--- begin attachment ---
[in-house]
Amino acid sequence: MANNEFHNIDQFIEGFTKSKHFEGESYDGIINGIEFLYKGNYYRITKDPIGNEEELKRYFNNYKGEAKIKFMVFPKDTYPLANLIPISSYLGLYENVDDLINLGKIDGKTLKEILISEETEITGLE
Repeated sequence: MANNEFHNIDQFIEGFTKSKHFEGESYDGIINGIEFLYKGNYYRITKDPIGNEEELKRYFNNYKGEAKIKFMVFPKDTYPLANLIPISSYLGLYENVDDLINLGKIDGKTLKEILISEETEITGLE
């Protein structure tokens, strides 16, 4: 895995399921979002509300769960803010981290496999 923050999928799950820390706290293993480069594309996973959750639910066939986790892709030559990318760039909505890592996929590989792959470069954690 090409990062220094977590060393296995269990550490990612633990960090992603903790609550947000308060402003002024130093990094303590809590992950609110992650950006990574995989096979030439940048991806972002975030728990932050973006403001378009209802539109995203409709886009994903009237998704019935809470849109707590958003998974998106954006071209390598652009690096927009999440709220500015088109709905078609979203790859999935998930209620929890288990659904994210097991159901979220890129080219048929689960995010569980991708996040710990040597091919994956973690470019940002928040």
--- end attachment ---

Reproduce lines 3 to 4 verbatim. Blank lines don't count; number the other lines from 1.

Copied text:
Repeated sequence: MANNEFHNIDQFIEGFTKSKHFEGESYDGIINGIEFLYKGNYYRITKDPIGNEEELKRYFNNYKGEAKIKFMVFPKDTYPLANLIPISSYLGLYENVDDLINLGKIDGKTLKEILISEETEITGLE
């Protein structure tokens, strides 16, 4: 895995399921979002509300769960803010981290496999 923050999928799950820390706290293993480069594309996973959750639910066939986790892709030559990318760039909505890592996929590989792959470069954690 090409990062220094977590060393296995269990550490990612633990960090992603903790609550947000308060402003002024130093990094303590809590992950609110992650950006990574995989096979030439940048991806972002975030728990932050973006403001378009209802539109995203409709886009994903009237998704019935809470849109707590958003998974998106954006071209390598652009690096927009999440709220500015088109709905078609979203790859999935998930209620929890288990659904994210097991159901979220890129080219048929689960995010569980991708996040710990040597091919994956973690470019940002928040």